You don’t have to have the biggest field to have a prestigious event, and the $5k Seven Card Stud event has some illustrious past champions: Men “The Master” Nguyen, Joe Awada, Allen Cunningham, David Chiu, Mel Judah, Henry Orenstein, Ted Forrest, Paul “Eskimo” Clark, Bobby Baldwin, Doyle Brunson, Johnny Moss, Chip Reese, and Stu Ungar. For throngs filling the Rio as well as many of the new players, watching only 186 players sit down at an event is a letdown. For many in poker, this is the most coveted bracelet of all.
Paul “Eskimo Clark knocked out Joe Awada like two gladiators, one former champion of this event sending another out with honor. Clark had an early chip lead as the dinner break approached. Doyle Brunson and Chip Reese followed Awada out after coming back from dinner. Benjamin Lin was all-in after midnight, but his two pair held up and he played on. Play ended around 3:00AM with Lonnie Heimowitz the first to cash (16th, $12,831. Cyndy Violette sat at $157k and the chip lead, and she had her sights on a 2nd WSOP bracelet.
There were great veteran players like Mike Caro, David Grey, and Miami John Cernuto at the final two tables, as well as new hot players like Sean “Sheiky” Sheikhan
and Allen Kessler. Violette had been here before, having made it to the final table of this specific event 10 years ago. She finished 3rd that year behind runner-up Humberto Brenes and Harry Orenstein , inventor of Transformers, the poker hole camera, and producer of High Stakes Poker for GSN.
and David Singer left early (14th & 13th, $12,831). Benjamin Lin took over then, grabbing a huge pot from Sheikhan then running rampant through the table. By the time it was down to nine players, he’d built his stack to $235k, a $90k chip lead over 2nd place Violette. Russ Salzer was out in 9th ($12,831), and Violette had slipped to 3rd behind Lupe Munquia. Allen Kessler broke Mike Caro with quad 8’s, and Benjamin Lin finished off the Mad Professor (8th, $21,385). Patrick Bueno staved off elimination by catching a full house to triple up. Allen Kessler had gotten down to $85k only to take three hands in a row to pierce the chip lead. He eliminated Lupe Munquia (7th, $29,939) to increase his lead.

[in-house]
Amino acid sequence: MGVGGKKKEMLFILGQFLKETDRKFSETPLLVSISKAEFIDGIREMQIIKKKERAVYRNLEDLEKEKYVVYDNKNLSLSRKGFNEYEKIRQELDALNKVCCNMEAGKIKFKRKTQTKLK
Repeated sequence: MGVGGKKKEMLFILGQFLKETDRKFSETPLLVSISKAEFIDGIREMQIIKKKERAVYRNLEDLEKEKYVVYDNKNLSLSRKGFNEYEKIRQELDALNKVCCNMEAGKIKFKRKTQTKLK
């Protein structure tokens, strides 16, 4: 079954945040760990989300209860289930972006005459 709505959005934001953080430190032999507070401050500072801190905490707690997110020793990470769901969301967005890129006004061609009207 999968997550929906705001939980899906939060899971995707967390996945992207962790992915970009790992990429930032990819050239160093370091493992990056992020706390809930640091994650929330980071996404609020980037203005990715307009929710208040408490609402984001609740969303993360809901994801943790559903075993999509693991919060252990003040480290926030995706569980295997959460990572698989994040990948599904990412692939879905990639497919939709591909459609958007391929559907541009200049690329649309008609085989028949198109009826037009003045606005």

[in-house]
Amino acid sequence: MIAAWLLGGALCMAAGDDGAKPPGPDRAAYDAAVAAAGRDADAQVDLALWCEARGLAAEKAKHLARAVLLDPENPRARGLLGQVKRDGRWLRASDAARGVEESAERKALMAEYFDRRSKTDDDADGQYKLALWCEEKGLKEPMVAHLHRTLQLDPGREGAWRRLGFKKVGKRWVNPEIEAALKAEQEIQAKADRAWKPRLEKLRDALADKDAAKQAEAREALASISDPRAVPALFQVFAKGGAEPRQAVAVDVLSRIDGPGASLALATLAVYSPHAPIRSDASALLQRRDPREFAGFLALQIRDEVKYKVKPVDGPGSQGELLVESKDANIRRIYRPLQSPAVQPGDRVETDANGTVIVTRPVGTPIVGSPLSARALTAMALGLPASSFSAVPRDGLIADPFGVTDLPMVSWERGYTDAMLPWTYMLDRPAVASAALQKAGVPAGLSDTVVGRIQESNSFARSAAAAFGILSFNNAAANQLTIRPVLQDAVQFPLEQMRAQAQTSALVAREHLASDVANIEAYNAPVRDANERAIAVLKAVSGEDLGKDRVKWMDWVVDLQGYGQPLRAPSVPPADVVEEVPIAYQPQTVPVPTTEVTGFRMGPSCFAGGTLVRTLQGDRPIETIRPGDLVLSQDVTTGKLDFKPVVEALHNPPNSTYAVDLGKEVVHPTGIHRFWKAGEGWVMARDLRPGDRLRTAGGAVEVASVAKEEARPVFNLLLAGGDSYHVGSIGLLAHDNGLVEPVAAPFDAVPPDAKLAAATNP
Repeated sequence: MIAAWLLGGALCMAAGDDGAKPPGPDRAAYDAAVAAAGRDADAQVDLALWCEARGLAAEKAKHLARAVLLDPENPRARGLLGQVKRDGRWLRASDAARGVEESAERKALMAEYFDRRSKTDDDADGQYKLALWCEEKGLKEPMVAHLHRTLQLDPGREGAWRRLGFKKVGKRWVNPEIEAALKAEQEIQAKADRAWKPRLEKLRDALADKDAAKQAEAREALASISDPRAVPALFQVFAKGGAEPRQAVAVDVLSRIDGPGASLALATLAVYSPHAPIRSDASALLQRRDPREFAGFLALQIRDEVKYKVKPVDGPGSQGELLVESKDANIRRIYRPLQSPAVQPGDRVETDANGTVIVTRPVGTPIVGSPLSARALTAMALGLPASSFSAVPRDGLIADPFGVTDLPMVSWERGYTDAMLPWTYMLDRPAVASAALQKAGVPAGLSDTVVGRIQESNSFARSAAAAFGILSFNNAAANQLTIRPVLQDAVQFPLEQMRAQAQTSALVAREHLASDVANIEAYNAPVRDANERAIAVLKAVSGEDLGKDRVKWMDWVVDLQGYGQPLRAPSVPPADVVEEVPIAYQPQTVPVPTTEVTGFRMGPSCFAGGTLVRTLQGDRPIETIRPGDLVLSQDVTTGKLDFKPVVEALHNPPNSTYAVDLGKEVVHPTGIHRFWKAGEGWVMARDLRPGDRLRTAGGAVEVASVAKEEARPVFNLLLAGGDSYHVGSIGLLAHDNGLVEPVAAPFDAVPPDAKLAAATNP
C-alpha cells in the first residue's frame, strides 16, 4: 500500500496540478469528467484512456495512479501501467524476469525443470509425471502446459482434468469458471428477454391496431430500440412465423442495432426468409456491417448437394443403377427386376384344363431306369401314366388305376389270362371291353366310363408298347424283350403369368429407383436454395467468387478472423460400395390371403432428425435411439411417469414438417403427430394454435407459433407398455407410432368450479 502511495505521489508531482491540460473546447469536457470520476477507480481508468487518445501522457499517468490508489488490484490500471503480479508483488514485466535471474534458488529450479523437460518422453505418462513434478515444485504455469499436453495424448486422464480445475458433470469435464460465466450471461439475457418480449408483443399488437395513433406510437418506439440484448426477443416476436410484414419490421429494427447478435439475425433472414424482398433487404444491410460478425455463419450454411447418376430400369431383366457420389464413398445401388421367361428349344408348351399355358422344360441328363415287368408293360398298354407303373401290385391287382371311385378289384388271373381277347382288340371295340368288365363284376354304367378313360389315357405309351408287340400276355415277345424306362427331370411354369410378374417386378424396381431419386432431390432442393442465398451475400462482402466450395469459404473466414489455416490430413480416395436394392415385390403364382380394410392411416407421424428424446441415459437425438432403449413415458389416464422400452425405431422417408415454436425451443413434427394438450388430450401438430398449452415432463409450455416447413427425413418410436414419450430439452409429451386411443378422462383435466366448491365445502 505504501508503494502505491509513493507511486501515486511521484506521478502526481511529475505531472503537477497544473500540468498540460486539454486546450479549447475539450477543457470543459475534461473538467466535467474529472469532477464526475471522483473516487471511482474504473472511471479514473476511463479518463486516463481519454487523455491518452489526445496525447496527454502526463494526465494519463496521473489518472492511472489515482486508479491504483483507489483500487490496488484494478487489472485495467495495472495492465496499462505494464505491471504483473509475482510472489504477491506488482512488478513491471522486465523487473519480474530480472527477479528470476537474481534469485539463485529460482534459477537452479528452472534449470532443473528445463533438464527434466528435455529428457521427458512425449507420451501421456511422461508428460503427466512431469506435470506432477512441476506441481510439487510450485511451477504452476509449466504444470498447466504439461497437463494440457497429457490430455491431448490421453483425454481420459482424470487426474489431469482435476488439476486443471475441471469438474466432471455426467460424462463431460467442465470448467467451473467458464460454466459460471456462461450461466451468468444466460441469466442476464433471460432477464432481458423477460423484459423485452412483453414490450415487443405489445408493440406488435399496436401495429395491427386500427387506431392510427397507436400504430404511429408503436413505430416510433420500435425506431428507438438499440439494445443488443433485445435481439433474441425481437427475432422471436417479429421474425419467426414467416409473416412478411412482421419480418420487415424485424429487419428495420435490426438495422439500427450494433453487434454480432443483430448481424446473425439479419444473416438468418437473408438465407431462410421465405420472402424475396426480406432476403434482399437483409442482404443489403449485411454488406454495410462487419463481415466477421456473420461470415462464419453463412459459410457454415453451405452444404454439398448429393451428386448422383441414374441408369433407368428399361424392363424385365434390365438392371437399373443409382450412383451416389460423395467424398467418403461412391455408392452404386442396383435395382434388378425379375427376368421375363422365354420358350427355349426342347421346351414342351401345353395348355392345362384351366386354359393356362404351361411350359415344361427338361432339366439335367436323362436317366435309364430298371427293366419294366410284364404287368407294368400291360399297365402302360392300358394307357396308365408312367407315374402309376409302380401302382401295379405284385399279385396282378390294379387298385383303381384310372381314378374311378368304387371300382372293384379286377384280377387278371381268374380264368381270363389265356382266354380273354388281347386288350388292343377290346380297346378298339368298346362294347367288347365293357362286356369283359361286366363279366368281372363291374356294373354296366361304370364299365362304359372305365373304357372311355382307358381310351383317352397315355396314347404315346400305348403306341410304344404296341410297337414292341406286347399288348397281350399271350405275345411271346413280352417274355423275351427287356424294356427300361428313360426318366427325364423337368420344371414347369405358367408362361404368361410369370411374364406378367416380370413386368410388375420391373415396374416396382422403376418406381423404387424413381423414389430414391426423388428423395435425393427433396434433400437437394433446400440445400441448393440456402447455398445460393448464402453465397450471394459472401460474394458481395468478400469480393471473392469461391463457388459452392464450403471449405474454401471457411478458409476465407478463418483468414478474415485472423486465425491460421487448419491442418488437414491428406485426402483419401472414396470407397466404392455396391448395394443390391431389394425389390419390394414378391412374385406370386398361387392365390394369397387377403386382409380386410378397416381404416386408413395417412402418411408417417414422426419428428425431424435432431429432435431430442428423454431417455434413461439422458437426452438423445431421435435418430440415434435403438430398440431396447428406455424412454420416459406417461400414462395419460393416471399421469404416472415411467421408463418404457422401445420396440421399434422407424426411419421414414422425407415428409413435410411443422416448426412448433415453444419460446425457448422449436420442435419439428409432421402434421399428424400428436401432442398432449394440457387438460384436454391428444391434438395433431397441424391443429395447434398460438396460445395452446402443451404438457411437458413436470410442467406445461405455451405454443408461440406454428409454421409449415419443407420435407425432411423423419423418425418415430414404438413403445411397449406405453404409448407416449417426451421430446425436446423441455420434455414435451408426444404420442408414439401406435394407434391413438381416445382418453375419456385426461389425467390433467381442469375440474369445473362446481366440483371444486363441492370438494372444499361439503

After a break, Lin sent Patrick Bueno (6th, $38,493) and Cernuto (5th, $55,601), and with this came a $330k chip stack. He built it to 410k, Sheikhan with 210k, Kessler at 175k and Violette down to 170k. She built her stack at the expense of Kessler, knocking him out in 4th ($76,986). She closed the gap to $300k to Lin’s $330k, after she took a pot with trip 7’s. She now sat ready to build on her finish 10 years ago, and how fitting it would be in what has been called the Seven Card Stud World Championship. Lin took dead aim, however, and it was Violette in his sights. He won pot after pot from her, she mucked after his river bet, and he showed the ace-high flush to confirm her read. A measly pair of 6’s showing finisher her night (3rd, $102,648). She wanted to be part of history, and she is.
It is Benjamin Lin’s history. Lin had amassed what proved to be an insurmountable number of chips in this limit event. Sheikhan made one step forward with his down cards paired for two pair, but then Lin did the same on the next hand. The wheel (A-2-3-4-5vstraight) further set Sheikhan back, and Lin ended the evening with a flourish. Sheikhan’s ()--() gave him a pair of kings on fifth street to Lin’s ()-. Lin hit the () on the river giving Lin a straight and with it the championship (1st, $256,620) and bracelet. Sean Sheikhan ($171,080) had his second World Series runner-up and his best cash next to last year’s 11th place in the Main Event, but this day belonged to Lin.